Thompson Installed As President of Baptist Ministers, Appoints New Slate of Officers

In a ceremony that attracted L.A.’s top city officials, including mayoral candidates City Controller Wendy Greuel, Councilwoman Jan Perry and Councilman Eric Garcetti, L.A. City Council president Herb Wesson, State Senator Curren Price, County Supervisor Mark Ridley Thomas, over 100 pastors and upwards of 600 well wishers, Pastor Xavier L. Thompson was officially installed as president of the Baptist Ministers Conference of Los Angeles and Southern California.

“I am extremely humbled,” said the 38-year old pastor who made history last month when he became the youngest minister to hold the post.

“I ran because I believed I was being led by God. I want to take our conference that I love to the highest level possible to see that our dreams are greater than our memories and to serve a community that is in great need of service—spiritually, culturally and socially.”
The ceremony—held February 18 at Thompson’s Southern Missionary Baptist Church— featured words from past presidents Bishop L. Daniel Williams and Dr. Marvis E. Davis, who officially passed the baton to Thompson. Keynoting the three-hour long ceremony that was renowned pastor, Dr. Jasper Williams of Atlanta.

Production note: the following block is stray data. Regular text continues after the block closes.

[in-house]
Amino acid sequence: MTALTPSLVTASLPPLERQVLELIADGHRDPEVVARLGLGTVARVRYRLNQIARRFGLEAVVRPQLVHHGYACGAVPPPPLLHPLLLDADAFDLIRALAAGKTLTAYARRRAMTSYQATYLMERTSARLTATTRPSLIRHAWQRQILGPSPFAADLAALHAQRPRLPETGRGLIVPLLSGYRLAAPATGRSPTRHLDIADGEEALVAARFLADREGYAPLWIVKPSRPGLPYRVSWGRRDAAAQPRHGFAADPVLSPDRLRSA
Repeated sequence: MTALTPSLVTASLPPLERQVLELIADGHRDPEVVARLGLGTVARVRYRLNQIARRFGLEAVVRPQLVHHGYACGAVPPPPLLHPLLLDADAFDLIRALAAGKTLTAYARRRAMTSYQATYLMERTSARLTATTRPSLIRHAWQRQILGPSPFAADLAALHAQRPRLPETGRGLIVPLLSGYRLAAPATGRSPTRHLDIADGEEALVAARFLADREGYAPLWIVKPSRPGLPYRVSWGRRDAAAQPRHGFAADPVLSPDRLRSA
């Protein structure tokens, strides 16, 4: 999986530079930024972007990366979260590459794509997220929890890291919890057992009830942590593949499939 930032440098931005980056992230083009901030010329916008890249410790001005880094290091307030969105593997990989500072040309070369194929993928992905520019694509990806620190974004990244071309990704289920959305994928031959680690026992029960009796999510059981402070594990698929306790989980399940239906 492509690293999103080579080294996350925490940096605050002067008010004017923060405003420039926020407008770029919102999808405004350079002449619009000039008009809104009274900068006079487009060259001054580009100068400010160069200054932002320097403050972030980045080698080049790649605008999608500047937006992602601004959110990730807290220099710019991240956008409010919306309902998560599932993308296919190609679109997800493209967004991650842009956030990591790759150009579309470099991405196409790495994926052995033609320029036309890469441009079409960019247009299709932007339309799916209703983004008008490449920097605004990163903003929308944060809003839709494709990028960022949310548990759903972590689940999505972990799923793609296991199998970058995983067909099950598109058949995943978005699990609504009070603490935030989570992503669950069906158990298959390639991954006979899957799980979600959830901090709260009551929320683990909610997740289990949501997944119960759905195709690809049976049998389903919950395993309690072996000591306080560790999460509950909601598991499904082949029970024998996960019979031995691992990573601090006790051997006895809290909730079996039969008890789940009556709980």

Highlights of the event included the installation of the following officers: Pastor L.A. Kessee (Vice President At Large); Pastor William Turner (1st Vice President); Pastor Terry Brown (Vice President, Christian Education); Pastor J. Wendell Davis (Vice President, Community & Civic Engagement); Pastor George Hurtt (Vice President, Scheduling); Pastor Reginald Payne (Vice President, Young Pastors & Associate Ministers); Pastor Welton Pleasant (Vice President, Strategic Planning); Pastor Donald Robinson (Vice President, Special Operations); Pastor K.W. Tulloss (Political Action Director); Pastor James Perkins (Chief Financial Officer); Pastor Miquail Broadus (Treasurer); Pastor Marvin Dean (Corresponding Secretary); Pastor Louis Lewis (Financial Secretary); Pastor Eugene Bryant (Recording Secretary); Pastor B.T. Newman, Sr. (Parliamentarian) and Pastor C. Lamar Simmons (Assistant Treasurer).

In what was his first executive order the meeting location for the Baptist Ministers Conference was changed from McCoy Memorial Baptist Church to Mount Moriah Missionary Baptist Church, effective immediately.

C­OGIC Launches Initiative To Help Youth Live Life Beyond The Dream
In an interview with Fox News, Bishop Charles Blake, Presiding Bishop and Chief Apostle of the six million strong-member, Church of God in Christ, spoke about an urban initiative his church is currently sponsoring to deal with crime prevention, strengthening the family, jobs, financial literacy, and education.

Bishop Charles Blake says the church believes it will lead to more people being able to live their lives beyond the dream.
“Education is tied to success. It's tied to survivability. It is tied to the likelihood of criminal involvement at a later time in life,” Blake said.

For Blake and the Church of God In Church, the nation’s spiritual development goes hand in hand with its advancement and education, viewing education as a national security and humanitarian issue.